I consider teaching — actually, I call it “training” — to be a calling of the highest order. And music is, by far, the most effective way to reach all children because music is the most effective means of communication.
A person may be a musical artist and great performer, but that does not mean he (or she) is a “communications artist.” An effective Music Teacher (or parent) must possess the natural ability to communicate on her students’ levels!
Because music reaches the emotions so profoundly, few teachers of other subjects have the opportunity to reach their students on such a personal level.
Also, music is a universal language, transcending all cultural, language, socio-economic, racial, and educational barriers.This is especially important for the younger bi-lingual children. Music equalizes everyone in the classroom!
While music enriches and enhances cultures, in my mind music is never music for music’s sakeYes, it’s important for holidays, represents cultures, and even memorializes a person’s life after they leave this earth. But music is brain exercise! It’s enhancing for the performer’s self-perception! It’s a vehicle for many other kinds of learning!
The learning of music enables children to develop strong skills in other disciplines. Music uniquely enhances higher brain functions required for mathematics, chess, science and engineering!
Involvement in a music education program improves concentration and lengthens attention spans; it improves memory and retention; and it improves interpersonal skills and abilities to work with others in collaborative ways.
My enthusiasm spreads like wild fire, captivating and engaging my students, even at the Kindergarten level. I am a musician, yes; however, I have two specialized skills: I am a musical artist and I am also a communications artist. I know how to get through to students, no matter how their brain works! And I know how to get them excited and engaged.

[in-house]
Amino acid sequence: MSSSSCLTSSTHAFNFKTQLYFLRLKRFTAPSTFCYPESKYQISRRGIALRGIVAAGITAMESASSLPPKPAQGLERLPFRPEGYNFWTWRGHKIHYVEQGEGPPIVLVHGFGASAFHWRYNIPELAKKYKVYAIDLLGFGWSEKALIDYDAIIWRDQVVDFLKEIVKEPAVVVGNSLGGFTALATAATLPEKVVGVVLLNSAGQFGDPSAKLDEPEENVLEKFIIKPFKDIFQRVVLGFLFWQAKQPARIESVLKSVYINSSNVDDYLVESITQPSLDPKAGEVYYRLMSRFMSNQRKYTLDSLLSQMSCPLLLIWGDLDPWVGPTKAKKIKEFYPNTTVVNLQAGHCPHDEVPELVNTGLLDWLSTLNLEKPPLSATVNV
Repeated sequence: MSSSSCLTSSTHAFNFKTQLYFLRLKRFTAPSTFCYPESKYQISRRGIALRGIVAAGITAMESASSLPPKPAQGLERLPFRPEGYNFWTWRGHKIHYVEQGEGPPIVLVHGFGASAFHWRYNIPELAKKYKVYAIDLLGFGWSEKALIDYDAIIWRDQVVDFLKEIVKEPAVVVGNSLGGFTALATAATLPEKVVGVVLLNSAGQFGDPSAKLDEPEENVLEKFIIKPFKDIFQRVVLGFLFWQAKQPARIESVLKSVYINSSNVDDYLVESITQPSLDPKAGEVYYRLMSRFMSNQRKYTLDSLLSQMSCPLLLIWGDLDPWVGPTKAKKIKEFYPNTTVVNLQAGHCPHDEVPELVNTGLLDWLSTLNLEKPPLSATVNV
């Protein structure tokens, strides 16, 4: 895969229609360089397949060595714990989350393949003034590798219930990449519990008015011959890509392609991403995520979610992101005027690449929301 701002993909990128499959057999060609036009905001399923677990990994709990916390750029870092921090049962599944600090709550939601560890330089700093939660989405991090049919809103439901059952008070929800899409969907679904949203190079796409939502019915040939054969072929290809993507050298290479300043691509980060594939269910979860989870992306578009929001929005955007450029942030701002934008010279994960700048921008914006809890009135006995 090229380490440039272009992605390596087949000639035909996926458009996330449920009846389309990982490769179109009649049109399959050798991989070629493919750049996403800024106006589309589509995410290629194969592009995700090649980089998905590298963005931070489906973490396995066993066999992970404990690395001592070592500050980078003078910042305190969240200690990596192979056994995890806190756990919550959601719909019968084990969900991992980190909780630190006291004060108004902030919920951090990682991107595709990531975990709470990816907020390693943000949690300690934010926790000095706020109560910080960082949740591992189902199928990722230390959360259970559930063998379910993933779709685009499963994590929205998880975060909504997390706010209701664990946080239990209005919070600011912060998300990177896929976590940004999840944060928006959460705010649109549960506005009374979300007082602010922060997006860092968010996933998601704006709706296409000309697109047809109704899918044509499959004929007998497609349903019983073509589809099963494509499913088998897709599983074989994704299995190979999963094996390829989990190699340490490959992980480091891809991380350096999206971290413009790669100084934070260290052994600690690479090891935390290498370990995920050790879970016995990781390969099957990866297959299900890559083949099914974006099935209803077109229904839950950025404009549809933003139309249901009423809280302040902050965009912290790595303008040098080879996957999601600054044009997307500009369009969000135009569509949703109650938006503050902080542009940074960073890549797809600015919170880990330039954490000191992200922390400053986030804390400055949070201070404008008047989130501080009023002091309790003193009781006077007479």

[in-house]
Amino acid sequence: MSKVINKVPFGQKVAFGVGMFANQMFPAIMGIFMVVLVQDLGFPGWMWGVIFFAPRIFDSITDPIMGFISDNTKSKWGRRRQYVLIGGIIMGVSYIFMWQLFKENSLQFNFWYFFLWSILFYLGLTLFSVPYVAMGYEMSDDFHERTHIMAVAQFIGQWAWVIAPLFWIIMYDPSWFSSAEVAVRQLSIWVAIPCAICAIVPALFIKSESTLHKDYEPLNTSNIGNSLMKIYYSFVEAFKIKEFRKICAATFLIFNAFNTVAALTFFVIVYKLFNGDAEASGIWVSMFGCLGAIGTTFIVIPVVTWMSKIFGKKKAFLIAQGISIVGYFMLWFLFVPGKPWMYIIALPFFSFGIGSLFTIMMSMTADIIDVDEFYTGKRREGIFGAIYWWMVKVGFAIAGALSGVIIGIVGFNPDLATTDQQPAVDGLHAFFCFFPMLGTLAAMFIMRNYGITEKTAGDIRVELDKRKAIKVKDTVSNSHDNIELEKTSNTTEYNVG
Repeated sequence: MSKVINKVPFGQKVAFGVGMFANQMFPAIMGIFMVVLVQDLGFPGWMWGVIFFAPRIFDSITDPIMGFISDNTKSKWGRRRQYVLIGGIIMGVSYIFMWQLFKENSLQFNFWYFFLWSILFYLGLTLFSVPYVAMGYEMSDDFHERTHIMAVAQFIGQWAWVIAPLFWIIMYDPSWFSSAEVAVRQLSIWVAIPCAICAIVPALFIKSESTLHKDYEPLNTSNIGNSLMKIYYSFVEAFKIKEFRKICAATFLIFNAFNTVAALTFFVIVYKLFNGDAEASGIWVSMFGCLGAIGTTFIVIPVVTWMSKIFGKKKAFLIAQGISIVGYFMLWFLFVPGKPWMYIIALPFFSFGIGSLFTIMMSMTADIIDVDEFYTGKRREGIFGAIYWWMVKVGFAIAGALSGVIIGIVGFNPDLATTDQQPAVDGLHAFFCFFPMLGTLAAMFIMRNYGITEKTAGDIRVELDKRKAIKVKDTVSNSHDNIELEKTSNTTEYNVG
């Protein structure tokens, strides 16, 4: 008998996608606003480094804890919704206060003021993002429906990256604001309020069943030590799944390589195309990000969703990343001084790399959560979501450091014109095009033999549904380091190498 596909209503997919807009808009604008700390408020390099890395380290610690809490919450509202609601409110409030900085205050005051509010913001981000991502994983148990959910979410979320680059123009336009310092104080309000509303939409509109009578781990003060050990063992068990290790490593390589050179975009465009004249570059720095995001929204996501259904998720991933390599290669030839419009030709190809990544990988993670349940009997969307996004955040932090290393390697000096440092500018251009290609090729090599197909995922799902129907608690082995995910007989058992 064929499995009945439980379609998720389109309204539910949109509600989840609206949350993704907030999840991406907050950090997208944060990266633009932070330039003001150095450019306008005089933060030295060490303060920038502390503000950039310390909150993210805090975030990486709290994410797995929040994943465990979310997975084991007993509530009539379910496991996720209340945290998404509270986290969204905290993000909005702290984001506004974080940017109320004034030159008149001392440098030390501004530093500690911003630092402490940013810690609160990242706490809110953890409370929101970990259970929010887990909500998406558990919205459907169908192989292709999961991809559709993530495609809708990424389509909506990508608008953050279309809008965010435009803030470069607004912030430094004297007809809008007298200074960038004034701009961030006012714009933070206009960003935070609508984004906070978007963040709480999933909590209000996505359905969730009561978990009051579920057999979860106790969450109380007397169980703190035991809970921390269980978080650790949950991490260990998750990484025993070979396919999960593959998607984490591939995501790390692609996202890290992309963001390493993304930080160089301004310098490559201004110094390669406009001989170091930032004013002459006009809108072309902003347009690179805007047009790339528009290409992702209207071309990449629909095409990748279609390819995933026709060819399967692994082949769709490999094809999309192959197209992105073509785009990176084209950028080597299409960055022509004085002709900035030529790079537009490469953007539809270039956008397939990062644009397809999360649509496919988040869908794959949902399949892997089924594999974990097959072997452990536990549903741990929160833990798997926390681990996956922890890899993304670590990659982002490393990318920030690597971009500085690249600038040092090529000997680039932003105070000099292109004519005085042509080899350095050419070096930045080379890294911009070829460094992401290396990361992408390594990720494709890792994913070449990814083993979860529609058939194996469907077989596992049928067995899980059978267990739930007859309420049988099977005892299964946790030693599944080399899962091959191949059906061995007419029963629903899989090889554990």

To the kids, I may appear to be a light-hearted, humorous, musical “Mary Poppins”. But I am dead serious about communicating to them on their own level, through their individualpersonal combination of intelligences.
sensory learning channels and
These kids learn about the environment, math, history, music history, teamwork, cognitive stimulation, and right-left brain transfer. And I take care to teach the same lesson several different ways, in order to reach a multiplicity of intelligences.
Susie is strongest in her Verbal-Linguistic Intelligence. She learns best with the stories I tell, the inflections of my voice (“music in the voice”), the meter of my words, and all the sounds we do together.
She has other intelligences, but it is this particular one which will enable her to “get it” more quickly and with a deeper understanding. Susie will probably grow up to be a writer or an effective communicator through another media.
Secret: I would pick Susie out in class to explain concepts to the other students.
Monica is strongest in her Naturalistic Intelligence. She learns best with my analogies of nature and the drawings she does of “Nature’s Music.” She’s conscious of the world around her, and will always be a “nature child” even in her old age.
She will respond to rhythms similar to her heartbeat, and will use classical music for “atmosphere” as she’s studying and concentrating.
Secret: Have Monica draw or paint while she’s listening to music.